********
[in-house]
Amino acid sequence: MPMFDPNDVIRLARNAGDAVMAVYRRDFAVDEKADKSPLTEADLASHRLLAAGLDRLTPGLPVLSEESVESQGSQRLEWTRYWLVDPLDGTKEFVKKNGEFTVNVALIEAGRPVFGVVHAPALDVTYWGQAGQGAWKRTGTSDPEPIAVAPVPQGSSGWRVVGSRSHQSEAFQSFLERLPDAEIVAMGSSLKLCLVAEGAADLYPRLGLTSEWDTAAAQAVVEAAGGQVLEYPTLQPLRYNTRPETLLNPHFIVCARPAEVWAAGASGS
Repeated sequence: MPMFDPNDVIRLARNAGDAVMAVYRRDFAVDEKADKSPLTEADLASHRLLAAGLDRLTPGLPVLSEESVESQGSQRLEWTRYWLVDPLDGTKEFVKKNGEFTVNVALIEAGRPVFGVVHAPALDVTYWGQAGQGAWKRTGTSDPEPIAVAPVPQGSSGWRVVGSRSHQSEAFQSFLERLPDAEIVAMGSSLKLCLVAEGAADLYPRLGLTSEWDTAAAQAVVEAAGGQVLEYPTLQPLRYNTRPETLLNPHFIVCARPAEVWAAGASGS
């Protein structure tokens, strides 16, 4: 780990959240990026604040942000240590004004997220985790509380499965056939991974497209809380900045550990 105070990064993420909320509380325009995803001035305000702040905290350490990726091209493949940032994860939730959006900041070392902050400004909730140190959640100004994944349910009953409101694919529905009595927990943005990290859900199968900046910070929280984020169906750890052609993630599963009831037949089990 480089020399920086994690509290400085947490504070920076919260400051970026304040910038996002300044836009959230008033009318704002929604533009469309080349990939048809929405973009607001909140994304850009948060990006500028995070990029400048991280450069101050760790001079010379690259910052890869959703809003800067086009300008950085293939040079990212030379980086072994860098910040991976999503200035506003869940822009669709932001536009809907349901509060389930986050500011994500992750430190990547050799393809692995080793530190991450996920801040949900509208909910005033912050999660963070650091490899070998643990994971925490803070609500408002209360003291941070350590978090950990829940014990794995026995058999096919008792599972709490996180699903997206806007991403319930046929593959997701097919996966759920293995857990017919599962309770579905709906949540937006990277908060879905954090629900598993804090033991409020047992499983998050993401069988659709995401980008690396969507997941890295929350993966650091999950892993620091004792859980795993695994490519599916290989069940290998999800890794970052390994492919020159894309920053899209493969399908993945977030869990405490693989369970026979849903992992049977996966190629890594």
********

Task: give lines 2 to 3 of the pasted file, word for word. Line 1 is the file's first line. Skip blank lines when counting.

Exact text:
Amino acid sequence: MPMFDPNDVIRLARNAGDAVMAVYRRDFAVDEKADKSPLTEADLASHRLLAAGLDRLTPGLPVLSEESVESQGSQRLEWTRYWLVDPLDGTKEFVKKNGEFTVNVALIEAGRPVFGVVHAPALDVTYWGQAGQGAWKRTGTSDPEPIAVAPVPQGSSGWRVVGSRSHQSEAFQSFLERLPDAEIVAMGSSLKLCLVAEGAADLYPRLGLTSEWDTAAAQAVVEAAGGQVLEYPTLQPLRYNTRPETLLNPHFIVCARPAEVWAAGASGS
Repeated sequence: MPMFDPNDVIRLARNAGDAVMAVYRRDFAVDEKADKSPLTEADLASHRLLAAGLDRLTPGLPVLSEESVESQGSQRLEWTRYWLVDPLDGTKEFVKKNGEFTVNVALIEAGRPVFGVVHAPALDVTYWGQAGQGAWKRTGTSDPEPIAVAPVPQGSSGWRVVGSRSHQSEAFQSFLERLPDAEIVAMGSSLKLCLVAEGAADLYPRLGLTSEWDTAAAQAVVEAAGGQVLEYPTLQPLRYNTRPETLLNPHFIVCARPAEVWAAGASGS